She said she felt some pride because the families had pushed hard for authorities to re-enter a safer part of the mine – sealed off following the disaster in 2010 – which they had finally done in 2019. 

She said that helped reinvigorate the police investigation. ‘I think that our men deserve justice,’ she said.

Osborne said it was unfortunate the bodies could not be retrieved.

‘They all died together and they will all stay together,’ she said.

The workers were presumed dead after a series of methane explosions around the mine’s entrance – 5,000ft away from where they were working – trapped them underground.   

Among the victims were two Britons – Pete Rodger and Malcolm Campbell. 

Campbell’s father said after the disaster his son served an apprenticeship at a Fife paper mill before emigrating to Australia in 2007, where he worked as a miner.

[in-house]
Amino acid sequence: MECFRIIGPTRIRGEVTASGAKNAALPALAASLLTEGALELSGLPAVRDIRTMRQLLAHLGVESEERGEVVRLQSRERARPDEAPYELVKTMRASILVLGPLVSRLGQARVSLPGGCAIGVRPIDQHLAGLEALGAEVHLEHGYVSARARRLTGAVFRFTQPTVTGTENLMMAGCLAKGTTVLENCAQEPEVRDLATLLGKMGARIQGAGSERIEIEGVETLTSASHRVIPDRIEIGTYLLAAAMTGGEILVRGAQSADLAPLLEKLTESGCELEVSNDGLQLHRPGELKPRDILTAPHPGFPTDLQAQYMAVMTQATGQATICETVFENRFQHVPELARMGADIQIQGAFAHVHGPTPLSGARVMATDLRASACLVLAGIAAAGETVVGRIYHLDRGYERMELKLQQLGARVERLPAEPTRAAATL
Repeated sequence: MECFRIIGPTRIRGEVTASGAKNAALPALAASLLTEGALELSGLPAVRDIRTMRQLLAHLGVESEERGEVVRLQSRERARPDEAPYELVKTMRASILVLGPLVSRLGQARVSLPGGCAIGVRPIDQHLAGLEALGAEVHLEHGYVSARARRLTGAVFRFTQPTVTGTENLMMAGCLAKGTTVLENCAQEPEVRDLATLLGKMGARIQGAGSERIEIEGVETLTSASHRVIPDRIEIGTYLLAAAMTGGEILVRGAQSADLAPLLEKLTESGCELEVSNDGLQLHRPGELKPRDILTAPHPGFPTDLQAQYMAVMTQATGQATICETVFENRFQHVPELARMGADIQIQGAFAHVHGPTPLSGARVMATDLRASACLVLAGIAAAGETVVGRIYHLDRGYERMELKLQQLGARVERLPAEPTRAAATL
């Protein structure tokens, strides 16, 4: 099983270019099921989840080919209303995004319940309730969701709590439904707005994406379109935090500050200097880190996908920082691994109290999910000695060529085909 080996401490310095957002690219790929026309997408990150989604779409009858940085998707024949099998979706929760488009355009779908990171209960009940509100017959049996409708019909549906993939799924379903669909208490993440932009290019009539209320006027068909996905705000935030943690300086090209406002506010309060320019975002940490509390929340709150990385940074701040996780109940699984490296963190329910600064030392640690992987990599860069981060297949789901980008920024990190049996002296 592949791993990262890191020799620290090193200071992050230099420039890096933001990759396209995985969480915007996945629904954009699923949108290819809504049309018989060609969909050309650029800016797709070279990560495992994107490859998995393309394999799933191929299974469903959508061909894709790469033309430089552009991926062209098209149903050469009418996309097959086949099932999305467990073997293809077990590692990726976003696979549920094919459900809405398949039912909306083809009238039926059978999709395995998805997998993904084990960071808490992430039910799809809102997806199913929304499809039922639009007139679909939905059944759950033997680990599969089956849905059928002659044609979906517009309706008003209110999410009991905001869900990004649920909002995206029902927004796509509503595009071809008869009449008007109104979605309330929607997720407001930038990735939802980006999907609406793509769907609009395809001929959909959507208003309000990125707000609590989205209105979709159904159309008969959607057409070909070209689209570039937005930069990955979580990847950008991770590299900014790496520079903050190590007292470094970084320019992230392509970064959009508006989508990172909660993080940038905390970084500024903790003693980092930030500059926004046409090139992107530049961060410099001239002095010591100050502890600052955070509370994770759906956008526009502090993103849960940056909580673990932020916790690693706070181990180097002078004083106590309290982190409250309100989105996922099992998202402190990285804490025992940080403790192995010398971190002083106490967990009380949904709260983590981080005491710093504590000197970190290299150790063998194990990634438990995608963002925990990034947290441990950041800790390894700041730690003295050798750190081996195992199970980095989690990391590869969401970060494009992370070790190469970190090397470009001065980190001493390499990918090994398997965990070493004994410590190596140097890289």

A year later he moved to New Zealand and took the job at Pike River in the Paparoa Ranges mountains on the west coast of the South Island. 

The other Briton trapped is Pete Rodger, 40, from Perthshire. The former grammar school pupil moved to New Zealand two years ago to be near to his mother and sister, who emigrated many years ago.

Anna Osborne from the Family Reference Group (left) and Prime Minister Jacinda Ardern (right) embrace at the entrance to the Pike River Mine in May 2019

Emotional relatives of the 29 workers who were tragically killed when a mine exploded watched on as experts entered the area in the hope of recovering their remains